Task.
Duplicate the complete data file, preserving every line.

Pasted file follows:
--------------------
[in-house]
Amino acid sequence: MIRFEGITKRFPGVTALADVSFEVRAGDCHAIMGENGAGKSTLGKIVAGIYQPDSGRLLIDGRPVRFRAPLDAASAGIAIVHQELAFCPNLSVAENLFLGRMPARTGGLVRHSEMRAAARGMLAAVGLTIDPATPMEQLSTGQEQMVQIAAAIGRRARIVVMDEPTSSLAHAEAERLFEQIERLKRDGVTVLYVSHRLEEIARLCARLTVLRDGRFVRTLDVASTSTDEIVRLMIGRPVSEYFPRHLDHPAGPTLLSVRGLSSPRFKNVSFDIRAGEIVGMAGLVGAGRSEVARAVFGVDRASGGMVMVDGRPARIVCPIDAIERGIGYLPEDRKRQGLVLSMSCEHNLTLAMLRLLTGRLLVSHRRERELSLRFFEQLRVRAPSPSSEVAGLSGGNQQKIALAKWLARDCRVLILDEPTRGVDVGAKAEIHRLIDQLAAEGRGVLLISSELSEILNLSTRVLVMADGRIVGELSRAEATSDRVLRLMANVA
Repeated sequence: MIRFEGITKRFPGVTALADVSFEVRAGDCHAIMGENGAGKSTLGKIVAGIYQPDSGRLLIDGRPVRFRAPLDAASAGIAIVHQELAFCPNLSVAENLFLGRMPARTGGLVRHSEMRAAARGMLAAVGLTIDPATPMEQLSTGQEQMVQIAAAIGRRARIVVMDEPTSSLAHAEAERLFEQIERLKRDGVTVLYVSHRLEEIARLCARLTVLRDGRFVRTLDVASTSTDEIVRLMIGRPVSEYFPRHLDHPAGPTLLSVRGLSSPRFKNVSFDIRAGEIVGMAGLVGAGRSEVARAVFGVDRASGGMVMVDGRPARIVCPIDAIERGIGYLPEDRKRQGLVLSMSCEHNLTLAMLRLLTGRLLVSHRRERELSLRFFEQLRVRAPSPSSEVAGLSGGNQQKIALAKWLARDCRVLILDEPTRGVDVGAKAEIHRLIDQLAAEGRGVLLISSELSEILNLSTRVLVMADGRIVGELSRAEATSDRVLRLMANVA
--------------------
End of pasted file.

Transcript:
[in-house]
Amino acid sequence: MIRFEGITKRFPGVTALADVSFEVRAGDCHAIMGENGAGKSTLGKIVAGIYQPDSGRLLIDGRPVRFRAPLDAASAGIAIVHQELAFCPNLSVAENLFLGRMPARTGGLVRHSEMRAAARGMLAAVGLTIDPATPMEQLSTGQEQMVQIAAAIGRRARIVVMDEPTSSLAHAEAERLFEQIERLKRDGVTVLYVSHRLEEIARLCARLTVLRDGRFVRTLDVASTSTDEIVRLMIGRPVSEYFPRHLDHPAGPTLLSVRGLSSPRFKNVSFDIRAGEIVGMAGLVGAGRSEVARAVFGVDRASGGMVMVDGRPARIVCPIDAIERGIGYLPEDRKRQGLVLSMSCEHNLTLAMLRLLTGRLLVSHRRERELSLRFFEQLRVRAPSPSSEVAGLSGGNQQKIALAKWLARDCRVLILDEPTRGVDVGAKAEIHRLIDQLAAEGRGVLLISSELSEILNLSTRVLVMADGRIVGELSRAEATSDRVLRLMANVA
Repeated sequence: MIRFEGITKRFPGVTALADVSFEVRAGDCHAIMGENGAGKSTLGKIVAGIYQPDSGRLLIDGRPVRFRAPLDAASAGIAIVHQELAFCPNLSVAENLFLGRMPARTGGLVRHSEMRAAARGMLAAVGLTIDPATPMEQLSTGQEQMVQIAAAIGRRARIVVMDEPTSSLAHAEAERLFEQIERLKRDGVTVLYVSHRLEEIARLCARLTVLRDGRFVRTLDVASTSTDEIVRLMIGRPVSEYFPRHLDHPAGPTLLSVRGLSSPRFKNVSFDIRAGEIVGMAGLVGAGRSEVARAVFGVDRASGGMVMVDGRPARIVCPIDAIERGIGYLPEDRKRQGLVLSMSCEHNLTLAMLRLLTGRLLVSHRRERELSLRFFEQLRVRAPSPSSEVAGLSGGNQQKIALAKWLARDCRVLILDEPTRGVDVGAKAEIHRLIDQLAAEGRGVLLISSELSEILNLSTRVLVMADGRIVGELSRAEATSDRVLRLMANVA